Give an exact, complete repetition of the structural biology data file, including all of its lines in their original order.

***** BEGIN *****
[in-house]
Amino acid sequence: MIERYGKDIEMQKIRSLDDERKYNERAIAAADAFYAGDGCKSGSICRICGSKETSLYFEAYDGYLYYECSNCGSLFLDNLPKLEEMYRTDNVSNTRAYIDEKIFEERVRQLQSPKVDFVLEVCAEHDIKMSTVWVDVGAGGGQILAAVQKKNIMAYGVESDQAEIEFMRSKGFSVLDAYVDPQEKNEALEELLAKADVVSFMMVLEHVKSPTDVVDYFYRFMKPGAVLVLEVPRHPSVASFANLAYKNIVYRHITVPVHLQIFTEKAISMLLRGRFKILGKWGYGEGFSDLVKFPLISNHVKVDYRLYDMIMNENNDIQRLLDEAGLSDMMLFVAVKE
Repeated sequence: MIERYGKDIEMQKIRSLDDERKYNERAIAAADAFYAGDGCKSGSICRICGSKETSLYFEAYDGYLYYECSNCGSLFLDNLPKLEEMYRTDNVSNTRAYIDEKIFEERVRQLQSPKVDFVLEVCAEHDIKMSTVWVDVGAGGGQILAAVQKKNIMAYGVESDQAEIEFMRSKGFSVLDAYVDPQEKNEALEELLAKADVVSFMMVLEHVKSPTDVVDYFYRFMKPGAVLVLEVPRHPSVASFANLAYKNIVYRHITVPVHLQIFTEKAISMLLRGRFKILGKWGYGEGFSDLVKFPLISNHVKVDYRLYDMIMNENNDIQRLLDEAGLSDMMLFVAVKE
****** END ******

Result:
[in-house]
Amino acid sequence: MIERYGKDIEMQKIRSLDDERKYNERAIAAADAFYAGDGCKSGSICRICGSKETSLYFEAYDGYLYYECSNCGSLFLDNLPKLEEMYRTDNVSNTRAYIDEKIFEERVRQLQSPKVDFVLEVCAEHDIKMSTVWVDVGAGGGQILAAVQKKNIMAYGVESDQAEIEFMRSKGFSVLDAYVDPQEKNEALEELLAKADVVSFMMVLEHVKSPTDVVDYFYRFMKPGAVLVLEVPRHPSVASFANLAYKNIVYRHITVPVHLQIFTEKAISMLLRGRFKILGKWGYGEGFSDLVKFPLISNHVKVDYRLYDMIMNENNDIQRLLDEAGLSDMMLFVAVKE
Repeated sequence: MIERYGKDIEMQKIRSLDDERKYNERAIAAADAFYAGDGCKSGSICRICGSKETSLYFEAYDGYLYYECSNCGSLFLDNLPKLEEMYRTDNVSNTRAYIDEKIFEERVRQLQSPKVDFVLEVCAEHDIKMSTVWVDVGAGGGQILAAVQKKNIMAYGVESDQAEIEFMRSKGFSVLDAYVDPQEKNEALEELLAKADVVSFMMVLEHVKSPTDVVDYFYRFMKPGAVLVLEVPRHPSVASFANLAYKNIVYRHITVPVHLQIFTEKAISMLLRGRFKILGKWGYGEGFSDLVKFPLISNHVKVDYRLYDMIMNENNDIQRLLDEAGLSDMMLFVAVKE